I stood inside the Herbert Art Gallery and Museum in Coventry staring at my childhood. A room full of familiar faces, most of which were made out of wood or cloth or plastic, stared back at me.
In the car on the way there I’d expressed a hope in seeing one of the Woodentops. I wasn’t let down. Mummy Woodentop, the actual Mummy Woodentop.
I could’t figure out why she looked different. She didn’t quite match my memory of her. Of course, I only ever saw her in black and white and here she was now all wooden in a coloured stripy dress.
Next to her was the real Looby Lou from Andy Pandy. Their relationship was never fully explained in the TV show, but they were obviously close friends and shared the same toy box.
These exhibits are all part of The Story of Children’s Television 1946 to Today which runs at The Herbert until September.
Here’s another one, Humpty from Play School. The actual one (apparently there were a number used and this is one of those originals).
Next to him is Little Ted. This one was used during rehearsals with the real Little Ted being brought out just for the show.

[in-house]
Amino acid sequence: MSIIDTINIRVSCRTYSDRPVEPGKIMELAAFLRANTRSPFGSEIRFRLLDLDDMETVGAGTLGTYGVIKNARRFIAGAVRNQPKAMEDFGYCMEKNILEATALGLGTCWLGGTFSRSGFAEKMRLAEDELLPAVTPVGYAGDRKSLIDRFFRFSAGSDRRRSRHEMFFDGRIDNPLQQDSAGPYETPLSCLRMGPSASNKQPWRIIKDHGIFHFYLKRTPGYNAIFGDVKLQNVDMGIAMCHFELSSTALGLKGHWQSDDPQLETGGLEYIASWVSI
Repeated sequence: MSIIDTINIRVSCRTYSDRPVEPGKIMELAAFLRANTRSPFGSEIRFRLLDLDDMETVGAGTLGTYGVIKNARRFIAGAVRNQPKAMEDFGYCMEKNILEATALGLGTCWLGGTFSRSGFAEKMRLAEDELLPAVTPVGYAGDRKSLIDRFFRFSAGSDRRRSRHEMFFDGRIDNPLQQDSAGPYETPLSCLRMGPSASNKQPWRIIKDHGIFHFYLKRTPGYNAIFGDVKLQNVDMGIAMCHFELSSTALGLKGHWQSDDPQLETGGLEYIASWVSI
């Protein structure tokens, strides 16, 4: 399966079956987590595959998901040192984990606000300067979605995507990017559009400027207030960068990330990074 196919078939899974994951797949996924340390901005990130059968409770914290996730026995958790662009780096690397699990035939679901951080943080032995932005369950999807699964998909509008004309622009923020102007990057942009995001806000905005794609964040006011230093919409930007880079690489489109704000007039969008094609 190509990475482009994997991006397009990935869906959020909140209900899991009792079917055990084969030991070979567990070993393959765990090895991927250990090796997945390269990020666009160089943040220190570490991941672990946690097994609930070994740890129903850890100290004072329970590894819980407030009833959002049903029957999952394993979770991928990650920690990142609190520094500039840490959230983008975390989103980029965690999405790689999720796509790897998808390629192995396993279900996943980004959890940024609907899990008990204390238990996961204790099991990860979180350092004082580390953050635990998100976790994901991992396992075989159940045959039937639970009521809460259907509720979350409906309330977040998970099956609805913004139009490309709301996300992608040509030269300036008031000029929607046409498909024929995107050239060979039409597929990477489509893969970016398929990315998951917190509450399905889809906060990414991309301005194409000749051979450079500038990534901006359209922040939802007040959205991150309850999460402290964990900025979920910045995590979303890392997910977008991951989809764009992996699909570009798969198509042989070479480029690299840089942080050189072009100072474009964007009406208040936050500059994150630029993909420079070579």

Play School was one of those programmes that no one ever admitted to watching at the time, but everyone has a memory of whether it be one of the toys or one of the windows.
One of the first faces of Children’s TV was Muffin the Mule. He was before my time, but is undoubtedly the real star of the exhibition.
Again this is the original puppet and, again, the bright colours were something youngsters in the 50s wouldn’t have seen.
The strings however were highly visible but no one seemed to bother. Much the same with other string puppets like Thunderbirds, Pinky and Perky, Bill and Ben and, of course my favourite, the Woodentops.
I seem to remember Spotty dog being rather naughty.